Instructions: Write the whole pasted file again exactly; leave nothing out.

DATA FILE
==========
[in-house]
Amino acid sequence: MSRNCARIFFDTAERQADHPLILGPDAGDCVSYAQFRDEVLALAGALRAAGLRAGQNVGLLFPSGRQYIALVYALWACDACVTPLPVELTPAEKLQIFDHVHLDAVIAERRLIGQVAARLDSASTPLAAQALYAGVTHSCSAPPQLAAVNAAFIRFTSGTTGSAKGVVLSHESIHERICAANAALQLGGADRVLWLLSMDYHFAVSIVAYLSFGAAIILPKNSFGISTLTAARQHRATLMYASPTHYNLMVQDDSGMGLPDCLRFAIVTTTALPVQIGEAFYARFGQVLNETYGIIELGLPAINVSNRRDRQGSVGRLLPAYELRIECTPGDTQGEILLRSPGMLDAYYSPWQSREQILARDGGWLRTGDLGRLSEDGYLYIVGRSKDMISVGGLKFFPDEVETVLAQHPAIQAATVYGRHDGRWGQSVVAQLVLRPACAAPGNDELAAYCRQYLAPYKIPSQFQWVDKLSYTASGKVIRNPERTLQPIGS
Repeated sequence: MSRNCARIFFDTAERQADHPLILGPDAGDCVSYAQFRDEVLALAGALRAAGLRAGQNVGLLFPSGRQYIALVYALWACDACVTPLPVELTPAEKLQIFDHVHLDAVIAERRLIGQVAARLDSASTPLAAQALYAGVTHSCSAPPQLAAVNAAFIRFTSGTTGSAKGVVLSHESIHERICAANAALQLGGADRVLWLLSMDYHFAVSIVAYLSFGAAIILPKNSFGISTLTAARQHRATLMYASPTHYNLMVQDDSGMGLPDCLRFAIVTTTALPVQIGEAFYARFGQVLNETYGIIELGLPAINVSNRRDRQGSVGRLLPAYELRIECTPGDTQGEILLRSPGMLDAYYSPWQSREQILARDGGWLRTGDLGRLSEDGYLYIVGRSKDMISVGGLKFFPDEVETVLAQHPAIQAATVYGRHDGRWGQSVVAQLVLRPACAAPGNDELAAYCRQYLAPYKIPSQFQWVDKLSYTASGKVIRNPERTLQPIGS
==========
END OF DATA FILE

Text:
[in-house]
Amino acid sequence: MSRNCARIFFDTAERQADHPLILGPDAGDCVSYAQFRDEVLALAGALRAAGLRAGQNVGLLFPSGRQYIALVYALWACDACVTPLPVELTPAEKLQIFDHVHLDAVIAERRLIGQVAARLDSASTPLAAQALYAGVTHSCSAPPQLAAVNAAFIRFTSGTTGSAKGVVLSHESIHERICAANAALQLGGADRVLWLLSMDYHFAVSIVAYLSFGAAIILPKNSFGISTLTAARQHRATLMYASPTHYNLMVQDDSGMGLPDCLRFAIVTTTALPVQIGEAFYARFGQVLNETYGIIELGLPAINVSNRRDRQGSVGRLLPAYELRIECTPGDTQGEILLRSPGMLDAYYSPWQSREQILARDGGWLRTGDLGRLSEDGYLYIVGRSKDMISVGGLKFFPDEVETVLAQHPAIQAATVYGRHDGRWGQSVVAQLVLRPACAAPGNDELAAYCRQYLAPYKIPSQFQWVDKLSYTASGKVIRNPERTLQPIGS
Repeated sequence: MSRNCARIFFDTAERQADHPLILGPDAGDCVSYAQFRDEVLALAGALRAAGLRAGQNVGLLFPSGRQYIALVYALWACDACVTPLPVELTPAEKLQIFDHVHLDAVIAERRLIGQVAARLDSASTPLAAQALYAGVTHSCSAPPQLAAVNAAFIRFTSGTTGSAKGVVLSHESIHERICAANAALQLGGADRVLWLLSMDYHFAVSIVAYLSFGAAIILPKNSFGISTLTAARQHRATLMYASPTHYNLMVQDDSGMGLPDCLRFAIVTTTALPVQIGEAFYARFGQVLNETYGIIELGLPAINVSNRRDRQGSVGRLLPAYELRIECTPGDTQGEILLRSPGMLDAYYSPWQSREQILARDGGWLRTGDLGRLSEDGYLYIVGRSKDMISVGGLKFFPDEVETVLAQHPAIQAATVYGRHDGRWGQSVVAQLVLRPACAAPGNDELAAYCRQYLAPYKIPSQFQWVDKLSYTASGKVIRNPERTLQPIGS